Please create five layers now (you always can add/remove or change these.

  • In order to create a layer, click on the new layer button (bottom left or the layer section). Do that five times.
  • Name each created layer by double clicking on its name
  • Sort the layers like in the following picture. You can drag them up and down. By default, the last layer will be drawn in the back. The the layer on top will be drawn in front.
  • Save your file now !
Named and sorted layers

Lock all layers by clicking on the lock symbol.

As you can see, next to the layer names you can make visible/invisible, lock/unlock, draw everything/just the outlines. If Animate CC doesn't let you draw, unlock. If it does not show fills, click on the outline square, etc.

Create five new blank key frames in the animations layers

Since we plan to put different contents in each frame, we now must create blank keyf rames for the three layers that will be different, i.e. foregrounds, animations and backgrounds.

For each of these layers:

  • Unlock the layer, by clicking on the layer's lock symbol
  • Click in frame 1
  • Hit five times F7' (or FN-F7 on some machines) or right-click (''Insert blank key frame')

The result after doing this for the Animations layer should look like this, i.e. you should see five little circles

Create new empty keyframes
  • Lock the layers again.

You are done when each frame of these three layers (Foregrounds, Animations and Backgrounds) includes a empty little circle.

Extend frame 1 of the global menu and the actions layer

Contents of these layers should be identical in all pages. We therefore just extend frame 1:

  • Unlock the Global menu layer
  • Select layer Global menu and click in frame #5
  • Hit either F5 or right-click and select Insert frame.

Now if you want to "see" something in the workspace.

  • Select frame 1 of the global menu layer
  • Insert some text with the T (text) tool in the drawing panel to the left, e.g. menu.

The result should look like the following screenshot. As you can see, there is a black dot in frame 1 of the Global menu layer. It tells that there is some content inside, e.g. the word "menu" in our case.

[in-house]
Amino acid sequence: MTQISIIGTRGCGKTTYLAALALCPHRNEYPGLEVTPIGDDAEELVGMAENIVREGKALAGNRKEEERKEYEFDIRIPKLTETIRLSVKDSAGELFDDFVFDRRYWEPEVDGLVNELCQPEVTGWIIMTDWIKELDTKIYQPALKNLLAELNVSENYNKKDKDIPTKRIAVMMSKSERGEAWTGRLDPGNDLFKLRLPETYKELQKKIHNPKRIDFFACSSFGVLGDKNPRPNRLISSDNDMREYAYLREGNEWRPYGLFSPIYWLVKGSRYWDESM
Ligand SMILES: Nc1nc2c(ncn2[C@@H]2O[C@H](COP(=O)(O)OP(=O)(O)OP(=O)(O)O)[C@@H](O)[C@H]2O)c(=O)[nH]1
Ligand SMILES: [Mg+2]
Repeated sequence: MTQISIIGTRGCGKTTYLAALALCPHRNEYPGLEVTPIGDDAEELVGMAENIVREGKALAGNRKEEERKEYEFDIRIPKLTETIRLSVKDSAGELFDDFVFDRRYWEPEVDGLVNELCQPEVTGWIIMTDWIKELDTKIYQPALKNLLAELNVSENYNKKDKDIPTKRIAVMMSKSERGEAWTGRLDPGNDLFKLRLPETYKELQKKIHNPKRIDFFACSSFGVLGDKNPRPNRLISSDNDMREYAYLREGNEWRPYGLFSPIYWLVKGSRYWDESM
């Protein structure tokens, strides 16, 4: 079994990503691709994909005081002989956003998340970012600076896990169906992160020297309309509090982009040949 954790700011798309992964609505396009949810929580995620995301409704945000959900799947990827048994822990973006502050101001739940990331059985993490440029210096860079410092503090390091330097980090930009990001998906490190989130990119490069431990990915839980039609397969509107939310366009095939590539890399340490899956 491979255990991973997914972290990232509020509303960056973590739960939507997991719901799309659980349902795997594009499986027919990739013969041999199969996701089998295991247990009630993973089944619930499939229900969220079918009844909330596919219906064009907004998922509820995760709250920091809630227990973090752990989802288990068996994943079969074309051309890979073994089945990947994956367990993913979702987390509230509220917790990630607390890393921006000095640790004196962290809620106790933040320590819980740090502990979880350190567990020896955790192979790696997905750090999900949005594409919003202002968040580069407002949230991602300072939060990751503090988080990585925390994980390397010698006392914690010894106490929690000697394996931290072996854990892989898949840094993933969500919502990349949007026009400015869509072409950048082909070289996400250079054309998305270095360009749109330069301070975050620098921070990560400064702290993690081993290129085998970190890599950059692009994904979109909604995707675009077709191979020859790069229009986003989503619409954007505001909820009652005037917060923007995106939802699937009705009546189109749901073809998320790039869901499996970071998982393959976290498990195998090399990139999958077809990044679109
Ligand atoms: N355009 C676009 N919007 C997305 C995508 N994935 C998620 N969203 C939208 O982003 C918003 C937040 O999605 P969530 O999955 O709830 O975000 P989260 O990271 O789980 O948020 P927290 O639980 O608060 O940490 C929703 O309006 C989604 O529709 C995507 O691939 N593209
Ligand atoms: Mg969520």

Menu-based site layers and frames

Finally, also extend the Actions layer

Source code (in case you missed something):

Create buttons

Creating a button is fairly simple, since as in HTML (and Flash too) anything can be a button. However, since a button should usually include some animation - i.e. the user should notice when he or she moves the cursor over a button or presses down - there will be some extra work to do.

Unfortunately, modern editions of Animate CC do not include pre-built buttons. You can buy some, copy from Flash CS6 or create your own. Let's create a simple model. We show below how to do this step by step.

Create a button symbol

Step 1: Draw a simple shape representing the button

  • Unlock and select the global menu layer (drawings for buttons will go there)
  • In the tools panel to the left, select the rectangle tool and also tick the object draw icon (or you will regret later).
Steps for drawing a rectangle in object mode

Step 2: Transform the rectangle into a button symbol

  • Click on the selection tool (black arrow) in the Tools panel
  • Select the rectangle on the stage
  • Hit F8 or right click and select Convert to Symbol

You now should see a popup panel called Convert to Symbol.

Convert drawing to button

You now will see a so-called Symbol in the library panel to the right. Drag the symbol from the library to the scene. You will find a new instance. Notice, that you could delete all instances (drawings in the workspace), but the symbol will survive in the library.

Multiple instances of the same symbol

Create an animated menu button

The goal now is to create a moderately good looking (but working) button, as you could see in this HTML page.

You will first learn how to edit a Symbol. A symbol represents a class, i.e. a kind of blueprint that you could reuse several times. A Button symbol is a special kind of class that allows creating any sort of animated button. To edit a symbol, double click on the symbol in the library panel. You also could double click on an instance in the workspace, but then you also will see the other objects in the workspace which might be confusing.